Last Friday marked another turning point in Britain’s relationship with the EU. After hours of marathon talks at the European Council meeting in Brussels, 26 member states agreed on changes to the treaty of Lisbon that would potentially save the eurozone. Members agreed to stricter budget rules and a stronger fiscal union. All member states that is, except for Britain who effectively vetoed the offer on the table.
By vetoing the proposed treaty change, David Cameron has taken a risky gamble. Cameron argues that the amendment was not ‘in Britain’s national interests’ and that he was safeguarding the City of London (the same City that depends on business from EU member states and therefore should expect some input from those member states when it comes to regulation).
Sources claim that Cameron sought a separate legally binding protocol to protect the City of London from further EU financial regulations, protection for US financial institutions based in London that do not trade with the rest of Europe and an agreement that any future changes would require the unanimous backing of every EU member state. It can come as no surprise that the other EU member states found these demands for preferential treatment unreasonable and were unwilling to compromise. Had Cameron negotiated harder, longer and smarter he may well have reached a better deal for the City and a compromise that was acceptable for Britain and other EU member states. After all, isn’t a deal that saves the Euro in Britain’s interests too?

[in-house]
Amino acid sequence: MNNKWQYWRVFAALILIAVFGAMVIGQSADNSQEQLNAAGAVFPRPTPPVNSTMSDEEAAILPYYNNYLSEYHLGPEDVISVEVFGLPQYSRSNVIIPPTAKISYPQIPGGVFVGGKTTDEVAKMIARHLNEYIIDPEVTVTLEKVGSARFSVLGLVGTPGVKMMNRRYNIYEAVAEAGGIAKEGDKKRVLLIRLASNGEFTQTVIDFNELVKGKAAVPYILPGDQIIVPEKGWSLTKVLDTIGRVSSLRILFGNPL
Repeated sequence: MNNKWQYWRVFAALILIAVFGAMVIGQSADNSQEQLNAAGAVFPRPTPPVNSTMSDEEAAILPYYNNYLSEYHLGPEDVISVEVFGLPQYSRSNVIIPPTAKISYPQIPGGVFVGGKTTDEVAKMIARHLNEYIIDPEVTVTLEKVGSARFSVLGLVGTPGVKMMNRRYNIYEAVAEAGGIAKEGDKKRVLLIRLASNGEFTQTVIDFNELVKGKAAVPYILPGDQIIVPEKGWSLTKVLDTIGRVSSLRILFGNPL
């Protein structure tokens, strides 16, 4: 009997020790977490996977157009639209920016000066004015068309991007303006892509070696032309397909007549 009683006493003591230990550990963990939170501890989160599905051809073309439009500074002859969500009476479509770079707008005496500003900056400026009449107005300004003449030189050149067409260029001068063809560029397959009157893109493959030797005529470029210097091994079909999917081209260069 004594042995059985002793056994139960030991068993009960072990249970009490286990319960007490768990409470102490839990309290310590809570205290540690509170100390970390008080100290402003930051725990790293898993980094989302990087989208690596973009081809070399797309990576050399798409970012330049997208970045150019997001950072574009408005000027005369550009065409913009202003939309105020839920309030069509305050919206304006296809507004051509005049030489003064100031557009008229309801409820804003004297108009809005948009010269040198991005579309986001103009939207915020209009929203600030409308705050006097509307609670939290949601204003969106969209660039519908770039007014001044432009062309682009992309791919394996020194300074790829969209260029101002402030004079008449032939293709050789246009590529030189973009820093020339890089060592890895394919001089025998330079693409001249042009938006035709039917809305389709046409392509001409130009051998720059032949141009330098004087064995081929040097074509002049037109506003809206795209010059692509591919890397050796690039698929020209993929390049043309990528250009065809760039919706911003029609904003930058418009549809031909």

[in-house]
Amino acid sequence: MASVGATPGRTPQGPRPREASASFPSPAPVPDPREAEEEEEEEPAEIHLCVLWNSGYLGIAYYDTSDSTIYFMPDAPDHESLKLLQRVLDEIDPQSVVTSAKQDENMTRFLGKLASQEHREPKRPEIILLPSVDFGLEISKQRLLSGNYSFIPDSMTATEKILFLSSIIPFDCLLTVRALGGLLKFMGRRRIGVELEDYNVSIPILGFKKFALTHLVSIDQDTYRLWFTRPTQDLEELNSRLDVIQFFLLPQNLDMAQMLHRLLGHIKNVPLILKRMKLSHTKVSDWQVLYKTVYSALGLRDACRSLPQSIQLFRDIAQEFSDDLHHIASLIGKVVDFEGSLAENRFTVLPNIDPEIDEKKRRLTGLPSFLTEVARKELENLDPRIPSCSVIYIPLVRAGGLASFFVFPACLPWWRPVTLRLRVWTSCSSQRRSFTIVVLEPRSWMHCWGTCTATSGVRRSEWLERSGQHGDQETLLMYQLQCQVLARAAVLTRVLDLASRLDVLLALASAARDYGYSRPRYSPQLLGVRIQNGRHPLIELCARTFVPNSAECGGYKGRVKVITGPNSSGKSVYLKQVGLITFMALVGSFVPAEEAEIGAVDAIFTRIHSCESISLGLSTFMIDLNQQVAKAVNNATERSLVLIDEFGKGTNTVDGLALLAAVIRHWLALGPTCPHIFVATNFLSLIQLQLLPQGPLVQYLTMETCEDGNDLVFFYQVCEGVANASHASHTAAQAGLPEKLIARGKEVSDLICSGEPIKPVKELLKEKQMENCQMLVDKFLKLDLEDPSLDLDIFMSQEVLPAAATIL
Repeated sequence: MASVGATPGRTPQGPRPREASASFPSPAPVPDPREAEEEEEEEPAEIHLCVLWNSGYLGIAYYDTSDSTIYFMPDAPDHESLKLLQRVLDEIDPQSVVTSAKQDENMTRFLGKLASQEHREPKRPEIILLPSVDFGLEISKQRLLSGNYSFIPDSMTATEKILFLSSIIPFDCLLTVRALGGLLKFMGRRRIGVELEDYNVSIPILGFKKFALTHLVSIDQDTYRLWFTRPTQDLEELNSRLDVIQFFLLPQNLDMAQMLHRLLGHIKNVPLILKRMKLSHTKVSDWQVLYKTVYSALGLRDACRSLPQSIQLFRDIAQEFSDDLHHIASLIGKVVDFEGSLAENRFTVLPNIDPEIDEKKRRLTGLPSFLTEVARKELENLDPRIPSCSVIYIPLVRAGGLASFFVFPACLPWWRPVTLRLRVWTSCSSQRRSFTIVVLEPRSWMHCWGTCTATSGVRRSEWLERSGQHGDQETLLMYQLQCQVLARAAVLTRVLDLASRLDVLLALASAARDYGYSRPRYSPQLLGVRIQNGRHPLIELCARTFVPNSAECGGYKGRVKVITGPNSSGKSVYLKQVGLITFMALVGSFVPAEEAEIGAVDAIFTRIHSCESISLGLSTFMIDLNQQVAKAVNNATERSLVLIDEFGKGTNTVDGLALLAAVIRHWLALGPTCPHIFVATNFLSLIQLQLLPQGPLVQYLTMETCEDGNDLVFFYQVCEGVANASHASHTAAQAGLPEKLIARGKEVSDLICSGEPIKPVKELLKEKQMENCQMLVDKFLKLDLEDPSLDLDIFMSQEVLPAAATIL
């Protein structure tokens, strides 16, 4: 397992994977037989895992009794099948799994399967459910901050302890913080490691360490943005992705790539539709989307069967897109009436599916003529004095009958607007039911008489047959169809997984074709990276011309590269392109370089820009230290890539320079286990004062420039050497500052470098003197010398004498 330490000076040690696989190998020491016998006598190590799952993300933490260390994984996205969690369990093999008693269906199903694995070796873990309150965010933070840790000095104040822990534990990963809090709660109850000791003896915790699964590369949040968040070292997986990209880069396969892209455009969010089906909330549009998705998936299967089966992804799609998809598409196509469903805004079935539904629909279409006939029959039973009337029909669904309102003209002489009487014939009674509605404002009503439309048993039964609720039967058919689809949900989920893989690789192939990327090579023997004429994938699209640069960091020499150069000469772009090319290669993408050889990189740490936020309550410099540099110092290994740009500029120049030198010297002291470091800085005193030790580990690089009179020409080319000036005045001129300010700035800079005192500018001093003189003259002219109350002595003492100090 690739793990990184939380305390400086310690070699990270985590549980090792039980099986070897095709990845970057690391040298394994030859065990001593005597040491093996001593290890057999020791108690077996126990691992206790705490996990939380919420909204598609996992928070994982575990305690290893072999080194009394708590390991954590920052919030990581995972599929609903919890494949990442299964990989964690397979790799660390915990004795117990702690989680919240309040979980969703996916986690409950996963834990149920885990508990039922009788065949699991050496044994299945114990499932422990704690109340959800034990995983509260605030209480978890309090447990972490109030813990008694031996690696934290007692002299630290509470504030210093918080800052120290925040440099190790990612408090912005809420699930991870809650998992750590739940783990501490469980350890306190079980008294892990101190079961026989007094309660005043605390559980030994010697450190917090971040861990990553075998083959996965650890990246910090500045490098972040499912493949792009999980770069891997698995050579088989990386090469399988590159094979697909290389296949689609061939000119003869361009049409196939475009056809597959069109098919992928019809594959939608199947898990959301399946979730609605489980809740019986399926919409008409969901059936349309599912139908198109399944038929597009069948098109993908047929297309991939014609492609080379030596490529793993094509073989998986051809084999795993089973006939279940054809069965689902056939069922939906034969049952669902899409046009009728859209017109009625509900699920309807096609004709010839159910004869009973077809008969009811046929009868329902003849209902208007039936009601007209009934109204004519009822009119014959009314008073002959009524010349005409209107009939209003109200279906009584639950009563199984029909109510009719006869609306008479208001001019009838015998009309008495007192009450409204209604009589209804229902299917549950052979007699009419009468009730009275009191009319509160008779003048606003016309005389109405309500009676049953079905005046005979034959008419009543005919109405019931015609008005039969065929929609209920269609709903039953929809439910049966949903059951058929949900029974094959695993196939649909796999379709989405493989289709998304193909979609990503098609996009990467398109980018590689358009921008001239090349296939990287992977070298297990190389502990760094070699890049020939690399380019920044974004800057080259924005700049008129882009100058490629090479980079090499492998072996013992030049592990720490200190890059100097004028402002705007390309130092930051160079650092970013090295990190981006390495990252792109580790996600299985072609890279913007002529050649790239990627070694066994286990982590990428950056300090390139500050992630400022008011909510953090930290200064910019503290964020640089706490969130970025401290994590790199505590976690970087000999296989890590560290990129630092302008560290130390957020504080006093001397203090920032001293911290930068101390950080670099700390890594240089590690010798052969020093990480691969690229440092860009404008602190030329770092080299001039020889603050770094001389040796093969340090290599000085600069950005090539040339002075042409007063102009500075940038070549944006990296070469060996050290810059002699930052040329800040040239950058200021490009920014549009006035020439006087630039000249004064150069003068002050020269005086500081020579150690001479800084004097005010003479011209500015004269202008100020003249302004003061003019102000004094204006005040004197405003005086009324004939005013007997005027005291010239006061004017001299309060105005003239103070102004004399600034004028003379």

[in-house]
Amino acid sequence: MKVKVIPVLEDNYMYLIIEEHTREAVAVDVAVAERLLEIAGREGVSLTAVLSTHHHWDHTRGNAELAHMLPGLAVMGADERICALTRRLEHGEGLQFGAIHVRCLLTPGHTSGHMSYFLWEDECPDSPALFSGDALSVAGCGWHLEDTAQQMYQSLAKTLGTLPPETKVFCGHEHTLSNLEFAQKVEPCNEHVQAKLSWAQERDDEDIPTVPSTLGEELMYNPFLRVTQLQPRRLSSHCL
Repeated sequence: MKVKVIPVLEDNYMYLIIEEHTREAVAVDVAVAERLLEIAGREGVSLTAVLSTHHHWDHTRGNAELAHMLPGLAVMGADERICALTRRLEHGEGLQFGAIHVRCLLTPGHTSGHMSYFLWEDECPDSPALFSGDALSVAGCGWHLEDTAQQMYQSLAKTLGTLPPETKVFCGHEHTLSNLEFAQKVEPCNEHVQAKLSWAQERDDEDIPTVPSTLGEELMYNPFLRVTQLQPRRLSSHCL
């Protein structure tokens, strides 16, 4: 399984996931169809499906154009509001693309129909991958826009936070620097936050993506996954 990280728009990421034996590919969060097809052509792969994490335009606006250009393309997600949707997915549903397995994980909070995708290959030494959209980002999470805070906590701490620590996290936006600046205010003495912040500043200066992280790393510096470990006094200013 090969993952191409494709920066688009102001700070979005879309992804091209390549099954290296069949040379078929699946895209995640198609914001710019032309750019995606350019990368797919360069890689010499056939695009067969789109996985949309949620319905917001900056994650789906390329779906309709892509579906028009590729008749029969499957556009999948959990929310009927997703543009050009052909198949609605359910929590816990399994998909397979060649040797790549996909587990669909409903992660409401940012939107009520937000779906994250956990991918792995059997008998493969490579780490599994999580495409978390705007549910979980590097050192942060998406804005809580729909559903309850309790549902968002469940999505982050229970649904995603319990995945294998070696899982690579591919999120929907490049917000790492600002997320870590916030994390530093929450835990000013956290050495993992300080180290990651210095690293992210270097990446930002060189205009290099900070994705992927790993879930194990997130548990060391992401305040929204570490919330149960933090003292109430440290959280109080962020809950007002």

By playing his trump card too early Cameron has used his veto but stopped nothing. The planned treaty amendment will steam ahead. As the Centre for European Reform point out, Britain has never been outvoted on a single piece of EU financial legislation. The EU will continue to move forward and Britain has been left behind. David Cameron can at least take some comfort in the fact that the die-hard Eurosceptic fringes of his party will see his performance at the European Council meeting as victorious. Cameron’s decision is bitterly disappointing. For forty or so years, Britain has operated a successful foreign policy that has allowed it to build good relationships with its European neighbours. A critical element of that foreign policy was that Britain was there, sat at the table when EU bodies made decisions. Now Britain’s position has been weakened with less influence amongst those neighbours and it is viewed as an outsider, a difficult and reluctant partner.
Britain has not left the EU and nor is it likely to do so. It remains part of the single market, albeit from a marginalised and isolated position. Less than two months have passed since MPs voted overwhelmingly not to hold a referendum on EU membership but the future of UK-EU relations looks grim, particularly while David Cameron is Prime Minister.